Searching over 5,500,000 cases.


searching
Buy This Entire Record For $7.95

Download the entire decision to receive the complete text, official citation,
docket number, dissents and concurrences, and footnotes for this case.

Learn more about what you receive with purchase of this case.

Miller v. Rodriguez

United States District Court, D. New Jersey

November 17, 2017

RICHARD MILLER, et al. Plaintiffs,
v.
DAVID RODRIGUEZ, et al. Defendants.

          OPINION

          DOUGLAS E. ARPERT, UNITED STATES MAGISTRATE JUDGE.

         This matter comes before the Court on a motion for sanctions by non-parties William Krause, Ellen Barag, and HiReli LLC (collectively, the “Third Parties”). The Third Parties move pursuant to Federal Rule of Civil Procedure 37(a)(5)(B) and “the Court's inherent powers” for an award of attorneys' fees and costs incurred in responding to a motion by Defendants to compel compliance with two subpoenas. On August 18, 2017, the Court conducted a hearing that was originally scheduled to address both the motion to compel and the motion for sanctions. However, at the hearing the parties advised the Court that they had resolved the issues underlying the motion to compel, and that motion was withdrawn. For the reasons below, the Third Parties' motion for sanctions is denied.

         I. BACKGROUND

         In February 2017, Defendants' counsel engaged a process server, Guaranteed Subpoena, to serve a deposition and document subpoena directed to HiReli LLC (“HiReli”) on Mr. Krause at his home in Blue Bell, Pennsylvania. Tr. 67:16 to 68:1.[1] After receiving the subpoena (the “February subpoena”), Mr. Krause emailed Defendants' counsel to advise that “[t]he subpoena received appeared to be a copy of a single cover page” that referenced, but did not include, an “Attachment A.” ECF No. 22-1 at Ex. A. In that email, Mr. Krause stated that he assumed that the reference to “Attachment A” was boilerplate so he was taking no action other than to “hold[] the date” for the deposition. Id.

         Defense counsel responded to Mr. Krause and, while noting that the process server's affidavit stated that both the subpoena and attachment had been served, emailed Mr. Krause and HiReli's counsel a copy of both the subpoena and the attachment. Id. Ex. B. After receiving a copy of the attachment, Mr. Krause emailed defense counsel requesting a three-month extension of time to respond because the documentation requested was “extensive”. Id. at Ex. C. Defense counsel and HiReli's counsel then conferred regarding a new return date. Defense counsel was agreeable to a two-week extension, but it does not appear that agreement on a firm date was ever reached. See Id. at Exs. D-E.

         Two weeks later, having received no response to the original subpoena, Defendants' counsel engaged a second process server, DRG Legal, to re-serve the subpoena on Mr. Krause/HiReli. Tr. 69:17-18. Defendants also directed DRG Legal to serve a deposition subpoena on Ms. Barag at the same address. Ms. Barag is Mr. Krause's wife and an officer of a corporation with a relationship to HiReli. After delivery of the subpoenas (the “March subpoenas”), DRG Legal provided Defendants' counsel with an affidavit attesting that service was effected on both individuals on March 24, 2017. Tr. 70:15-16.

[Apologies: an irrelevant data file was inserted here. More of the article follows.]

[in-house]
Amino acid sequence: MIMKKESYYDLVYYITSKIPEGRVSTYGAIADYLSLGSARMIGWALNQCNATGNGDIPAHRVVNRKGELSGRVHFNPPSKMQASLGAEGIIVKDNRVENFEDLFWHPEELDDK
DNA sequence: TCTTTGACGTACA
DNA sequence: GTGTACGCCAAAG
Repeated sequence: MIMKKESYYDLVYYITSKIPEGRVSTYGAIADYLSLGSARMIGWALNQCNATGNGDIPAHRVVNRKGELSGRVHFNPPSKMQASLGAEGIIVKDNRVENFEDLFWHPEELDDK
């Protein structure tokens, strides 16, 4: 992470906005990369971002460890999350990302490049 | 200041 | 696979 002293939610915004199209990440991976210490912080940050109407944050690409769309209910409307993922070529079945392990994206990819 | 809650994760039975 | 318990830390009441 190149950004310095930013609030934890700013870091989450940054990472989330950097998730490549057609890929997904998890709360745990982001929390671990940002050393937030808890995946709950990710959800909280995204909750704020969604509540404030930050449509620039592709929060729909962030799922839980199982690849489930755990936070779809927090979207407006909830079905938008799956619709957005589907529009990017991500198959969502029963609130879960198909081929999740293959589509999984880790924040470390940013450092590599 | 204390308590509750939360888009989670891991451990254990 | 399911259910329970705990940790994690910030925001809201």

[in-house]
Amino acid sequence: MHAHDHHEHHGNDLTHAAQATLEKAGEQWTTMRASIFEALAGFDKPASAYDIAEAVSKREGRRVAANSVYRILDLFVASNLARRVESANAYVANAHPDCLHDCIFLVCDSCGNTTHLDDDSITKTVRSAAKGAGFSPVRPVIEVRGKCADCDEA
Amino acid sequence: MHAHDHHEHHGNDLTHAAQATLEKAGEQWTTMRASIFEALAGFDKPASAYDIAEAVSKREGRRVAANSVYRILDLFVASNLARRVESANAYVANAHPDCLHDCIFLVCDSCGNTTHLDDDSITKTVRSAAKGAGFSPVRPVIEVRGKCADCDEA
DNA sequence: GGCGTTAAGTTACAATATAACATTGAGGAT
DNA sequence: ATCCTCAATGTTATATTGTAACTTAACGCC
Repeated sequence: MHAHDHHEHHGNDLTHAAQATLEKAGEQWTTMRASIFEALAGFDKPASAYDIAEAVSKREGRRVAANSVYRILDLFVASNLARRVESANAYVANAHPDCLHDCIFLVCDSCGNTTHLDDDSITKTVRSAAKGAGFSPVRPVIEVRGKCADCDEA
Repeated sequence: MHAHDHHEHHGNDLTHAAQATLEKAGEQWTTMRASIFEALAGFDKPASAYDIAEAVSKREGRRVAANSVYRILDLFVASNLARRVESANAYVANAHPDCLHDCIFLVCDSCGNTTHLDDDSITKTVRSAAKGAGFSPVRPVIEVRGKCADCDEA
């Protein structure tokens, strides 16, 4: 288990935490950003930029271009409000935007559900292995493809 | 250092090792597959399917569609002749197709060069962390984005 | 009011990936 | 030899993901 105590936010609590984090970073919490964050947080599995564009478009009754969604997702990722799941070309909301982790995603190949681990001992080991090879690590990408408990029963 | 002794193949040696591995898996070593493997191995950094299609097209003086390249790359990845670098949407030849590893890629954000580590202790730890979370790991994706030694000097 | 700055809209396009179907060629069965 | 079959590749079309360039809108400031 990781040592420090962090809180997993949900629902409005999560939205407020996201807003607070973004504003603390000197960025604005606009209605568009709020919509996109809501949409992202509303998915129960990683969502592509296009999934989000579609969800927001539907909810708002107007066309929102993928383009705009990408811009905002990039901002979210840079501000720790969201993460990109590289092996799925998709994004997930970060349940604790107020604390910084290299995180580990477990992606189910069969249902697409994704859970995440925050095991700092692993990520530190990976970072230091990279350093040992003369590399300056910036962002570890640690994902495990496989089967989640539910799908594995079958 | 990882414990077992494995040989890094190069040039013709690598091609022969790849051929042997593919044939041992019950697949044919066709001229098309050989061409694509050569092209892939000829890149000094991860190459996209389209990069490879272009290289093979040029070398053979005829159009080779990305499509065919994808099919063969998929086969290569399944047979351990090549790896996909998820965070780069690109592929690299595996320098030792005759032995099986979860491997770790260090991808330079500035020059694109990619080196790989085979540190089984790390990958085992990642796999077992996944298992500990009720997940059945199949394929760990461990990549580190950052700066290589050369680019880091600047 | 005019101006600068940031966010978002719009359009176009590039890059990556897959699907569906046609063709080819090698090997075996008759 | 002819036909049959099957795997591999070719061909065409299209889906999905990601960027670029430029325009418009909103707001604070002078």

On April 4, 2017, defense counsel and counsel for the Third Parties communicated by phone regarding the subpoenas. Tr. 71:1-9; ECF No. 21-10 ¶ 5. At that time, counsel for the Third Parties advised defense counsel that due to a family funeral, Mr. Krause would be unable to attend his deposition, which was noticed for April 7, 2017. Defense counsel was agreeable to choosing a new date. On April 5, 2017, counsel for the Third Parties emailed defense counsel proposing to produce Mr. Krause for his deposition on May 2, 2017, but only if certain “conditions” were met. ECF No. 21-11. These conditions were that Defendants would depose only Mr. Krause (and not Ms. Barag) and that the Third Parties would produce documents responsive to only three of Defendants' ten document requests. Counsel for the Third Parties characterized this “offer” as “an effort to reach a productive compromise on [the] subpoenas, ” and stated the “reasoning” for this offer was that (1) “Bill's and Ellen's knowledge is largely duplicative”; (2) the “other topics” in the document request “are all materials in the possession of the parties [to the underlying litigation]” and have presumably been already subject to discovery in the course of the litigation; and (3) “it would be highly burdensome for [the Third Parties] to produce such materials.” Id. In an April 6, 2017 email rejecting this proposal, defense counsel stated that Defendants could not rely simply on a bare statement that Ms. Barag's and Mr. Krause's testimony would be duplicative and that, while there might be some overlap in document discovery, Defendants believed that HiReli was in possession of materials not in possession of any party. ECF No. 19-2 Ex. D. Defendants further stated that it was “not a compromise” for Ms. Barag “not to appear pursuant to a validly served subpoena.” Id.